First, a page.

What about the broken kitchen cabinet door, cracked hallway tile or any other minor repair? When is it the tenants responsibility and when does it fall on the owner? At times this could become confusing and could lead to problems between landlords and tenants. The important thing to keep in mind if there is a dispute is to keep communication open and clear.
So whose responsibility is it? The short answer is; it depends. Is there a lease in place? If so, is it mentioned? It’s not practical to list every possible scenario in the lease or maybe there isn’t a lease in place, then what?
Landlords in Miami Florida have a responsibility to maintain applicable building and housing codes to include the maintaining of windows, roofs, walls and other structural components to name a few. This doesn’t mean the cost automatically falls on the landlord if there’s negligence on the tenant’s part. But if little Billy Tenant breaks a window and the landlord is notified and completely ignores it, he or she may be held liable if an intruder came in through the unsecured window for example.
If something isn’t expressly agreed upon beforehand, a good way to look at it is like buying and maintaining a car. In a traditional car purchase (no fancy BMW all-inclusive maintenance program for this analogy) one may expect to pay for oil and air filter changes, tires, brakes and burned out head lights. One can also expect the manufacturer to pick up the tab (at least for the first few years) for any defects or mechanical failures. In many ways this same logic applies to rental property. In the same way one wouldn’t expect the manufacture to cover the cost of replacing a windshield that was broken by the neighbor’s kids’ fastball or the replacement of bald tires, it’s very likely basic maintenance and repairs like replacing the flapper in a toilet, falls on the tenant. If a faulty supply line is the cause of the leak and at no fault of the tenant, then the landlord is probably responsible for the repairs.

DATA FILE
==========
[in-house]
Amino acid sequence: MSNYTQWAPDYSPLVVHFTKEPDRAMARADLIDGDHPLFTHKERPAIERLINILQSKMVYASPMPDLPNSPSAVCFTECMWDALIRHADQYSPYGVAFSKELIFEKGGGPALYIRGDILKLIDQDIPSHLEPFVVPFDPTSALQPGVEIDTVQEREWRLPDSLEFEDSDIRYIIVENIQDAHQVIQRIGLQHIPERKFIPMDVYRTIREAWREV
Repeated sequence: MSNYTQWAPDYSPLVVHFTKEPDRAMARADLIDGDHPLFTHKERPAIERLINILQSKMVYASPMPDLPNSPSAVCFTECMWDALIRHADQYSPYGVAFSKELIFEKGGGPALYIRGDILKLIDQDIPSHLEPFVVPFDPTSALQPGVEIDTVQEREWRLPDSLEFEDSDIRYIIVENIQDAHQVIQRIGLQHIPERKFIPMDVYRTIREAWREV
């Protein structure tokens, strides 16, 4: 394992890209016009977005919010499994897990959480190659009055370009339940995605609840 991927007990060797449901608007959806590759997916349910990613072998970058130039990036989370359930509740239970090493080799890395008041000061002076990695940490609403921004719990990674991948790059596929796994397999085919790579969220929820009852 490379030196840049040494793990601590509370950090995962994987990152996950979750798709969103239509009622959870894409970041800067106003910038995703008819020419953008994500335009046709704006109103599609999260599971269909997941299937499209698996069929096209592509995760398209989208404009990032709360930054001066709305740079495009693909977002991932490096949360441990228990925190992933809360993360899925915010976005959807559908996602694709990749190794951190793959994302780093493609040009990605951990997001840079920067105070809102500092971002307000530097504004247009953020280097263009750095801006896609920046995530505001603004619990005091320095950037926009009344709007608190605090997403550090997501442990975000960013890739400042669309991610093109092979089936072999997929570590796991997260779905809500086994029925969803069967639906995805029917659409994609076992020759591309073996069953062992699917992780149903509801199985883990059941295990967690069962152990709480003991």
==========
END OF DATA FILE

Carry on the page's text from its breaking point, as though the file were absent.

The best way to avoid any confusion about who’s responsible is to come to an agreement beforehand and put it in writing. If not, some common sense and an open mind will go a long way in resolving what could quickly become an unpleasant and expensive dispute.
Have questions about your Miami rental property? Give us a call at 1.855.RPM.DADE to find out how the nationwide leader in residential rental property can help you.
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